While I eventually grew older than Kristy, Claudia and the gang, I developed a fondness for loosing myself in a good story after a long day of school and homework.  A habit was born and since I fourth grade hardly a day has gone by that I haven't read a few chapters pages of a book.

Over the weekend I started thinking about what to get my nephew for his eighth birthday.  Legos came to mind.  As did a video game.  Or a water gun.  Or even a gift card to buy an app or two for his tablet.

But then it came to me:  a book.  A truly great chapter book that will inspire him to share one of my greatest passions...reading.  It's actually a really daunting task, trying to think of a book an active 8-year-old would like when there are so many other ways to spend his time an energy.  I did some research online and found some great lists, such as this one from NPR, but when it comes down to it, I want to give him a book that I loved as a kid in the hopes that if he doesn't love it this summer, he'll pick it up in a few years and discover something magical.  So I present to you:

[1]  Harry Potter by J. K. Rowling
The unwanted burden of his Aunt Petunia and Uncle Vernon, young Harry resigns himself to his cousins castoffs, daily bullying and the inevitability of a ho-hum life.  As his eleventh birthday nears Harry begins to notice strange things happening.  An awful haircut grows out overnight, a hideous sweater shrinks until he can no longer wear it and he has an actual conversation with a snake!  Then one day an owl delivers an old fashioned envelope addressed to Harry.  From that moment on, Harry's life turns into an amazing adventure in which he learns magic, finds the true meaning of family and friendship and sets out to save the wizarding world.  The Potter series isn't afraid to help kids explore fear, friendship, loss and the meaning between good and evil.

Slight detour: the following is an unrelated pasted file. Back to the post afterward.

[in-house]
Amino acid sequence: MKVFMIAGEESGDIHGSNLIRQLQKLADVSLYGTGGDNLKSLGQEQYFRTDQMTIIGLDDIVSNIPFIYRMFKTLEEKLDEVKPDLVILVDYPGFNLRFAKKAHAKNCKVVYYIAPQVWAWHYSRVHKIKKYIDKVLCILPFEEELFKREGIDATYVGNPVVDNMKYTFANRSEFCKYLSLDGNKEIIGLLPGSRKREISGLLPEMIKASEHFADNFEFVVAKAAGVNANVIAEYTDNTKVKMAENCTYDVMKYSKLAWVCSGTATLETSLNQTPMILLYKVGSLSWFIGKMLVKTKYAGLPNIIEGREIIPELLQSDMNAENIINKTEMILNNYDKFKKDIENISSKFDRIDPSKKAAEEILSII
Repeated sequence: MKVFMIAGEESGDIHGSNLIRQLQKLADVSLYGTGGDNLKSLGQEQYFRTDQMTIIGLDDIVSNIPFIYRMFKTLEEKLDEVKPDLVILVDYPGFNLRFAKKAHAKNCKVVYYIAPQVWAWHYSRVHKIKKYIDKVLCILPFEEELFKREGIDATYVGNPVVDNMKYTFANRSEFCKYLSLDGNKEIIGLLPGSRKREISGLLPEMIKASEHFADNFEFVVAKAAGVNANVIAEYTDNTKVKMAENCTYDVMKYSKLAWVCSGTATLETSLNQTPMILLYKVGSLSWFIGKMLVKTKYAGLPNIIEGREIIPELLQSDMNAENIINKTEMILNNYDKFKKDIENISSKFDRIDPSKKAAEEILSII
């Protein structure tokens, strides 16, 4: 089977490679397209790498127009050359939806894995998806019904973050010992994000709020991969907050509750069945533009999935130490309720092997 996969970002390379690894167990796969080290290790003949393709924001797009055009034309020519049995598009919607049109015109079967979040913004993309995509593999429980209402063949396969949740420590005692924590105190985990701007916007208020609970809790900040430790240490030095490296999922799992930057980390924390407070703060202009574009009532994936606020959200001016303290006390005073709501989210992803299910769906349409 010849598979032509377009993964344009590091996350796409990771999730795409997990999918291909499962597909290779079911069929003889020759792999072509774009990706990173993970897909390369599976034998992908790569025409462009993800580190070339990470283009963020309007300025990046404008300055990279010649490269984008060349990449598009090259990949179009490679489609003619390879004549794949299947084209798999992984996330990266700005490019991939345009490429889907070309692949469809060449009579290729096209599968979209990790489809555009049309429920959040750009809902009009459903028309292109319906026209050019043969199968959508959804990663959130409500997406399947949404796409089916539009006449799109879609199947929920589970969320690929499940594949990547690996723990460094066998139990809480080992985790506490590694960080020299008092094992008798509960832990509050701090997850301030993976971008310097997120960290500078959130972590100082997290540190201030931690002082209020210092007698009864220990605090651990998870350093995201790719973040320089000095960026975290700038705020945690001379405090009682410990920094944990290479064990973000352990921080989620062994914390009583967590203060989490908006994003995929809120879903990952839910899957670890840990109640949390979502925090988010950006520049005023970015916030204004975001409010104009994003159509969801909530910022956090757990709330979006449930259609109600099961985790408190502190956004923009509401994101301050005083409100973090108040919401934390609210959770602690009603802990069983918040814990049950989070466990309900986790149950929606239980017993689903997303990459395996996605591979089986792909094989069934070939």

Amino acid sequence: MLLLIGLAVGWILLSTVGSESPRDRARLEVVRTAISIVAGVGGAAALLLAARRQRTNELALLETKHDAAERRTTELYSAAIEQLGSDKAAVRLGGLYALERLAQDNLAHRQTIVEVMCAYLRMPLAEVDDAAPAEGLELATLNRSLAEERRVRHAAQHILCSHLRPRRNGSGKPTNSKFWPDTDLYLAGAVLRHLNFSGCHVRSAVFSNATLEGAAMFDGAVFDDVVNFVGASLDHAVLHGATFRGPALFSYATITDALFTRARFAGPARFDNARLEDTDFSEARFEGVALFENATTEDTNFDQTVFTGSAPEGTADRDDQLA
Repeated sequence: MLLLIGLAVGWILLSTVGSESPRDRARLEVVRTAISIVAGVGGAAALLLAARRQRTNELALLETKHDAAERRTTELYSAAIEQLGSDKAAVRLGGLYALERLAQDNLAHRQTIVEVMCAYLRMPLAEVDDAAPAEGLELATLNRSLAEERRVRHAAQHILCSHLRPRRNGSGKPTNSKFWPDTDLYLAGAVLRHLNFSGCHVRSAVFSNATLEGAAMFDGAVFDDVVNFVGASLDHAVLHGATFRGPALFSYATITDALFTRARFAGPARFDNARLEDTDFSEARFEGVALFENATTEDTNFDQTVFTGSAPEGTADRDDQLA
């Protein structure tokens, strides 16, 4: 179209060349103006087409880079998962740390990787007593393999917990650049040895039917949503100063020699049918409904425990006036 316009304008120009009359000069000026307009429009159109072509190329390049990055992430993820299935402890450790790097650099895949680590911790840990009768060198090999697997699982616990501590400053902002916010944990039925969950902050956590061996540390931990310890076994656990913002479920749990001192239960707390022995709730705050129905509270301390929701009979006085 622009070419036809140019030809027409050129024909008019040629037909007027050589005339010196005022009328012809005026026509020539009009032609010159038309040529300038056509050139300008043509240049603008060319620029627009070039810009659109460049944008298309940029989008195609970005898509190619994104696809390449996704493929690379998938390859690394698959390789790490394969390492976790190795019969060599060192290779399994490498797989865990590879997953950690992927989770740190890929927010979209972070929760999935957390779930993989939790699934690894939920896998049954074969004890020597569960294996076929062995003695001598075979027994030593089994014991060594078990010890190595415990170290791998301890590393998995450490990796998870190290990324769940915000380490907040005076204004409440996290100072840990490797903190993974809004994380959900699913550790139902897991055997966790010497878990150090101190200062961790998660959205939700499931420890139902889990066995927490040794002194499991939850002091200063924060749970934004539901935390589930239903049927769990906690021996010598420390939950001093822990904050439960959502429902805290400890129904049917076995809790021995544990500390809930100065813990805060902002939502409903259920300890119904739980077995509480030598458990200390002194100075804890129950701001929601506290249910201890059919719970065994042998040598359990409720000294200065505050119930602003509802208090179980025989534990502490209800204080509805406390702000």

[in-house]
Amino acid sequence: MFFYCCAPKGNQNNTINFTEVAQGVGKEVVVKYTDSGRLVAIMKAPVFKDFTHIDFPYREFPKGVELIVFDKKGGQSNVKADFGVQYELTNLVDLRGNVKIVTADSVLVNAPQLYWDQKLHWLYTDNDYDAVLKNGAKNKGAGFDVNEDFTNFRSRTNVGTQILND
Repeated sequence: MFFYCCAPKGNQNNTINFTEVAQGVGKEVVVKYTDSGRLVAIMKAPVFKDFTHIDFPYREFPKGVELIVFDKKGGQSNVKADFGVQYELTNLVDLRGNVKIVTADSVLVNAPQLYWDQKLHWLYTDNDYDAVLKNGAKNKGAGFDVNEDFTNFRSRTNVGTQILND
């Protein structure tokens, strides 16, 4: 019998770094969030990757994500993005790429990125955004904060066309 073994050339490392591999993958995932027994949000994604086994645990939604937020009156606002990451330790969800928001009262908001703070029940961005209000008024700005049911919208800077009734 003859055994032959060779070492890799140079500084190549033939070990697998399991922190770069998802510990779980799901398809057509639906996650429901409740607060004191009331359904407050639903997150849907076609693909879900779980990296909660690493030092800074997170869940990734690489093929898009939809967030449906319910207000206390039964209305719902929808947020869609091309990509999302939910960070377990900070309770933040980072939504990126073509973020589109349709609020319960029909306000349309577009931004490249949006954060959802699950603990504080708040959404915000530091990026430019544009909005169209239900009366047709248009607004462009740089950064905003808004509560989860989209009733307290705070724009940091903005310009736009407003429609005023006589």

[2]  The Blue Sword by Robin McKinley
Orphaned Harry Crewe travels to the Homeland's remote desert outpost of Daria to live with her brother Richard. Shortly after her arrival, Corlath, King of the desert people arrives at the fort to warn the Homelanders of a terrible threat.  The Homelanders ignore Corlath's warning and he leaves in anger.  Later that evening,
seemingly out of the blue Corlath returns to the fort and kidnaps Harry.  What at first seems like a terrifying and confusing event turns into a series of self discoveries that helps Harry find her purpose in life and strength in herself.  The Blue Sword is an easy to read story with a strong female lead that shows that girls can do whatever they set their mind to, even if everyone else is telling them they can't.

[3]  The Little House in the Big Woods by Laura Ingalls Wilder
Laura lives with her Pa, Ma, Mary, and her beloved dog Jack on the frontier of America in the mid 1800s.  Little House in the Big Woods describes what life was like for five-year-old Laura and the Ingalls family as they traded labor with friends and family deep in the woods of Wisconsin in order to  prepare for the upcoming winter months.  Told in an engagingly endearing way, no topic is taboo as Laura recalls what it was like to help slaughter pigs for meat, farm the land for daily food and the ups and downs of living in a one room log cabin far from neighbors and family.  This series gives a fascinating look at what life was like 150 years ago, long before indoor pluming and grocery stores.

[4]  Matilda by Roald Dahl
Young Matilda Wormwood is extraordinary in a very ordinary family.  An avid reader and intelligent beyond her years, Matilda is a bit of a prankster who uses her amazing sense of concentration to play pranks on people she feels deserve to learn a lesson---mainly her dishonest parents and cruel teachers.  One day Matilda connects with a young teacher who recognizes Matilda's brightness.  Miss Honey mentors Matilda's unique mind and opens her up to a whole new world of books and learning.  Full of mischief and magic and discovery, Matilda is a fun read for kids and parents alike.